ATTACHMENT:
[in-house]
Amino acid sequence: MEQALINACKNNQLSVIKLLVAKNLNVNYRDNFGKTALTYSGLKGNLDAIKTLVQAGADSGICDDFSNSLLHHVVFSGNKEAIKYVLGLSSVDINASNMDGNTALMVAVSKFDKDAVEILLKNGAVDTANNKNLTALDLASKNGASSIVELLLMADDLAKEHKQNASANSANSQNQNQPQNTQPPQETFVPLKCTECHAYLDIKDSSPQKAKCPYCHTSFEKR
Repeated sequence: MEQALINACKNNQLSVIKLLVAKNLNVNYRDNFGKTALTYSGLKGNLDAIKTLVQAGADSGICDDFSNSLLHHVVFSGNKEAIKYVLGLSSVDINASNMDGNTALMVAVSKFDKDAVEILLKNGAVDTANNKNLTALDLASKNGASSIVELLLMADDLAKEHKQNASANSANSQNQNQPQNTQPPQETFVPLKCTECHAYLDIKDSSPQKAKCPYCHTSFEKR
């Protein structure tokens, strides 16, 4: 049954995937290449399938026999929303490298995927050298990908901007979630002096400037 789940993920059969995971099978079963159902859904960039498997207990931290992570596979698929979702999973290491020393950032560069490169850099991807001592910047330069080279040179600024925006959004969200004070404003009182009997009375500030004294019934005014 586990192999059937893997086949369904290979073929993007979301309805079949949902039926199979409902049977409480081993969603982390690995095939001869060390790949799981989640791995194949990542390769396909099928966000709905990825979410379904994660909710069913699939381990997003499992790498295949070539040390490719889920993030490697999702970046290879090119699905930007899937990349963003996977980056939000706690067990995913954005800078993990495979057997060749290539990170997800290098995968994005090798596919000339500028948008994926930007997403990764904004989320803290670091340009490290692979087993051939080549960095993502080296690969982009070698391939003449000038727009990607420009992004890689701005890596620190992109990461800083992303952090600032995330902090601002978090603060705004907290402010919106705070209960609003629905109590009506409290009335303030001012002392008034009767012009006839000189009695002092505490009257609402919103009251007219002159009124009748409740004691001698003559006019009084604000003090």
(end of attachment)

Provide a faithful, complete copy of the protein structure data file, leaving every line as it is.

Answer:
[in-house]
Amino acid sequence: MEQALINACKNNQLSVIKLLVAKNLNVNYRDNFGKTALTYSGLKGNLDAIKTLVQAGADSGICDDFSNSLLHHVVFSGNKEAIKYVLGLSSVDINASNMDGNTALMVAVSKFDKDAVEILLKNGAVDTANNKNLTALDLASKNGASSIVELLLMADDLAKEHKQNASANSANSQNQNQPQNTQPPQETFVPLKCTECHAYLDIKDSSPQKAKCPYCHTSFEKR
Repeated sequence: MEQALINACKNNQLSVIKLLVAKNLNVNYRDNFGKTALTYSGLKGNLDAIKTLVQAGADSGICDDFSNSLLHHVVFSGNKEAIKYVLGLSSVDINASNMDGNTALMVAVSKFDKDAVEILLKNGAVDTANNKNLTALDLASKNGASSIVELLLMADDLAKEHKQNASANSANSQNQNQPQNTQPPQETFVPLKCTECHAYLDIKDSSPQKAKCPYCHTSFEKR
């Protein structure tokens, strides 16, 4: 049954995937290449399938026999929303490298995927050298990908901007979630002096400037 789940993920059969995971099978079963159902859904960039498997207990931290992570596979698929979702999973290491020393950032560069490169850099991807001592910047330069080279040179600024925006959004969200004070404003009182009997009375500030004294019934005014 586990192999059937893997086949369904290979073929993007979301309805079949949902039926199979409902049977409480081993969603982390690995095939001869060390790949799981989640791995194949990542390769396909099928966000709905990825979410379904994660909710069913699939381990997003499992790498295949070539040390490719889920993030490697999702970046290879090119699905930007899937990349963003996977980056939000706690067990995913954005800078993990495979057997060749290539990170997800290098995968994005090798596919000339500028948008994926930007997403990764904004989320803290670091340009490290692979087993051939080549960095993502080296690969982009070698391939003449000038727009990607420009992004890689701005890596620190992109990461800083992303952090600032995330902090601002978090603060705004907290402010919106705070209960609003629905109590009506409290009335303030001012002392008034009767012009006839000189009695002092505490009257609402919103009251007219002159009124009748409740004691001698003559006019009084604000003090």